The acting in the movie is phenomenal. Nicholas Cage hasn't been this good in years, and I was personally surprised to find out Aaron Johnson, who plays the title character, is actually a Brit. Christopher Mintz-Plasse (Superbad, Role Models) continues to surprise, considering most actors his age would have been typecast by a role like McLovin, and his arc actually did surprise having seen all of the trailers and promotional material for the movie prior to seeing the movie. The movie, though, is completely stolen by Chloe Moretz ((500) Days of Summer) as the foul mouthed, butt kicking 11-year-old Hit Girl. She plays the role with such force that you genuinely believe that full grown men, mafiosos, would be afraid of this 11-year-old girl.
Naturally, this movie isn't for everyone, as we've seen from the brouhaha that's erupted for a little girl uttering the "C-word", but this is one movie I think it's rewarding to see below the surface. There's a certain hint of satire in it's brutality meeted out by a child, and a certain tone in the movie that chastises us for not being more involved in helping those around us, while also showing it's understanding of why we sometimes choose not to. I honestly can say that I can find nothing wrong with this movie, and I'm currently considering adding it to my top 10 all-time favorites list. I highly recommend that you give it a try!
I gave it a 1 out of 10 because I rated it as a Superhero movie. If it
was rated as a gory blood fest with killings and guts etc then maybe
I'd give it a 2.
If you are a 15 year old - or somehow haven't matured enough in your 20's or 30's and still listen to Zane Lowe on radio 1 for your next CD to buy - then maybe it is for you. I hasten to add that even when I was 15 - I would need not only to have gone back in time but changed my entire physical self to some kind of moron that confuses a superhero movie with a dark comedy about gangsters with 'American Pie' characters. Just for the record when I was 15, 'Weird Science' was my best film.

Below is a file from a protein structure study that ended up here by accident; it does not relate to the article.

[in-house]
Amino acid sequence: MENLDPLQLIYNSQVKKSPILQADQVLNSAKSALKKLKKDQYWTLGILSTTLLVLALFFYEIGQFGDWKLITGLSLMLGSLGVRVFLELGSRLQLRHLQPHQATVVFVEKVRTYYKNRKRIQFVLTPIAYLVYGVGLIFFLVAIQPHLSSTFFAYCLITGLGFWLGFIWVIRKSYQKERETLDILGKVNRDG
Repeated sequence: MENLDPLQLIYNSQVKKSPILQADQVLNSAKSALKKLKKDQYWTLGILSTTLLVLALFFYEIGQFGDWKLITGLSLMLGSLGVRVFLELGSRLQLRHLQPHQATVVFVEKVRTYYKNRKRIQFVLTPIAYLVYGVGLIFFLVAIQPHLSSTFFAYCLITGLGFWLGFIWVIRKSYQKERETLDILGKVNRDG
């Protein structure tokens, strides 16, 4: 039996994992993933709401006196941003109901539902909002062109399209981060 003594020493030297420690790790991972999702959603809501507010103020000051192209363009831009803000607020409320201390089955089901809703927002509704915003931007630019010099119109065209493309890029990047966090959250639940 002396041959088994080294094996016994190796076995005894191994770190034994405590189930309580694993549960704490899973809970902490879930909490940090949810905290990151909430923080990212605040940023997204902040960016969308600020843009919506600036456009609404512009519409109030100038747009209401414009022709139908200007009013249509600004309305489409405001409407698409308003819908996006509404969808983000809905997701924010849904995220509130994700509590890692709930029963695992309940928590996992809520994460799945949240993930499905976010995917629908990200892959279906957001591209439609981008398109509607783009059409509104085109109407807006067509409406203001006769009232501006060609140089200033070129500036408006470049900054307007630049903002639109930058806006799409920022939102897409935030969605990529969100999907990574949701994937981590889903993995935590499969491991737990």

Let's get one thing straight before we begin - I love comics, the smell they have, how you hold them - the very look and experience of the fantasy and the magic. I understood why a teenager would want to be a superhero - so the movie starts with a good premise - but remains in a world void of that spirit. Give me Superman, Spiderman, Batman any day. It's fun - the comic book experience. It was NEVER about engaging with the readers to make them feel ill. It was never about offending sensitivities. It was about good overcoming evil. Simple. Check the ticket returns for a real superhero movie Vs 'this attempt'.
I really felt that this movie insulted the genre of superhero films. If you wanted comedy - watch 'Mystery Men' - keeps the same dreams with misfit characters. This movie is violent just for the sake of pulling itself through each and every sordid scene. Luckily it sits by itself unable to be bench marked. I haven't logged into my IMDb account in such a long time, but felt it necessary to counter the positive reviews. Sorry! I needed to shout to anyone mature enough who enjoys comic adaptations (and yes I can see the oxymoron 'Mature = Comics') to make a reasoned judgement about watching this "piece of filth". I know that sounds like I work for the Daily Mail, but for the sake of freedom of expression - I would stop no one who wants to genuinely sit through this - then fine, but for perhaps parents who have children almost the age of Hit Girl say 11, and thinking her use of salty language is funny - forget it. If my daughter spoke like that I would be mortified - it's just not funny or cool or anything.
This - people belongs on the top shelf with other adult publications - not comics. It's like the Viz comic, but no where near as funny. It's marketed and aimed at young adults (which of course will include school children) and it is definitely not suitable for them. This picture is sick and twisted and no impressionable youngsters should be viewing these images. Hollywood has an open weeping sore. It's not well. Another symptom of our fallen social morals. We think this is cool? Really? God help us all.
*** This review may contain spoilers ***